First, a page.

Cost Cutting and the Israel Ricebowl
posted at 3:21 pm on February 4, 2011 by Jazz Shaw
When Rand Paul made his highly controversial proposal to flatly end foreign aid spending across the board he raised a lot of eyebrows. But his plan might not have caused nearly as much of a ruckus had the media not immediately changed the conversation from one of fiscal probity to a hot button topic by asking, “Even to Israel?” For the record, Senator Paul obviously didn’t start out to launch an attack on all the Jews of world, but that’s the cliff which the conversation leaped off when he admitted that Israel would be included in that list.
On Friday, Rabbi Steve Gutow took to the pages of Politico seeking to lead Paul to the woodshed.
U.S. foreign aid is not a line to be cut — as though it were excessive spending on paper clips. This money is as much a part of our national security toolbox as our Foreign Service corps or military relationships — both of which would be sacrificed at the altar of cuts-for-cuts-sake as well, should Paul (R-Ky.) have his way.
So far, so good, at least in terms of general theory. Nearly every dime spent by the government will find supporters somewhere, and few honest analysts would argue that there is zero value gained from investing in foreign relationships, assuming we can afford it. But the Rabbi goes on from there to essentially ignore every other country on the lengthy list of those feeding at the US trough and focuses exclusively on the importance of funding Israel.
Israel receives just $3 billion in military aid — a paltry 5 percent of the foreign aid budget, which is, itself, only 1 percent of our overall spending. To think such a cut will move our economy forward is like suggesting that ordering a diet soda with your double bacon cheeseburger will help you lose weight.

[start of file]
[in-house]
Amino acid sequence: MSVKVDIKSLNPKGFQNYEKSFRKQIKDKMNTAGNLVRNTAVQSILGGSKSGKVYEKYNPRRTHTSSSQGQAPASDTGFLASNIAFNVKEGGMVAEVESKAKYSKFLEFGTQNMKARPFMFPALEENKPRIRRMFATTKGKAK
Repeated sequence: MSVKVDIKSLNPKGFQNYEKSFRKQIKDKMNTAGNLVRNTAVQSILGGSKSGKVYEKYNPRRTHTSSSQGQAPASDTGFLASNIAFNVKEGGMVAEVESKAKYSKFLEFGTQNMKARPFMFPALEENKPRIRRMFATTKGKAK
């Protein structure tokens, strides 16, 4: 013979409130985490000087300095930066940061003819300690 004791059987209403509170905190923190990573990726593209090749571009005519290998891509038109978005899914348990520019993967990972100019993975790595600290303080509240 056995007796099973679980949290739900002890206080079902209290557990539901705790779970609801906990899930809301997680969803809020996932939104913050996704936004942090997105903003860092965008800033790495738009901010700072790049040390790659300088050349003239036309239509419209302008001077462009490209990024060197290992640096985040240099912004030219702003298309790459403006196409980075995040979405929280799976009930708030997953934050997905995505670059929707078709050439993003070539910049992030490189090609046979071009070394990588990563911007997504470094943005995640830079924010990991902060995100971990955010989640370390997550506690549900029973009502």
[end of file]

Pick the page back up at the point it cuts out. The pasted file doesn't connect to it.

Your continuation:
That makes for a great sound bite, but it’s the paragraph which really deserves a closer look on two fronts. First, if you’re going to talk about any cuts to foreign aid at all it’s pretty difficult not to cast your eyes on Israel and Egypt. Looking at the rather eclectic list of countries cashing our checks, these are the only two which traditionally receive amounts in the billions rather than the hundreds of millions. Making cuts in foreign aid without touching those two would be akin to trying to meaningfully reduce the federal government’s budget without touching entitlement programs. (And who on Earth would ever consider that?)
And what of the other countries on the list? Would Rabbi Gutow be willing to lop off support for Jordan? (Roughly 1/2 billion, presumably for, well… not attacking Israel.) Shall we clip payments to Columbia? (Another 1/2 billion – I assume for not producing cocaine, which has clearly been a huge success.) Ethiopia? Kenya? Pakistan? Who should face the ax?
But it’s the second part of Gutow’s quote which requires the most attention, specifically the “diet soda and double bacon cheeseburger” line. He is correct. Just ordering the diet soda won’t make any difference. But if you make it a single burger instead of two, use only one slice of cheese, remove half of the bacon strips and put it on a smaller bun, suddenly you’re ingesting a lot less calories.
The point is, completely eliminating all foreign aid is probably a non-starter in Washington. But rushing to defend your own ricebowl while ignoring the rest isn’t going to solve anything. If we are going to make cuts to foreign aid (along with the myriad other areas where we must reduce spending) then everyone is going to have to share the burden and feel some of the pinch or there is no sense starting the process. And that would have to include Israel and Egypt.
The Rabbi seems to be presenting us with a false choice. Aid to Israel – and many of these other countries – doesn’t have to be entirely eliminated if we trim a proportional bit from each. It’s the same as the rest of the federal bureaucracy. Taking a nice bite out of each one may not seem like much, but if you take that chunk out of all of them, pretty soon you’re talking about real money.
For a different perspective, though, Doug Mataconis tells us that the gravy train is over and it’s time to cut off welfare for the rest of the world.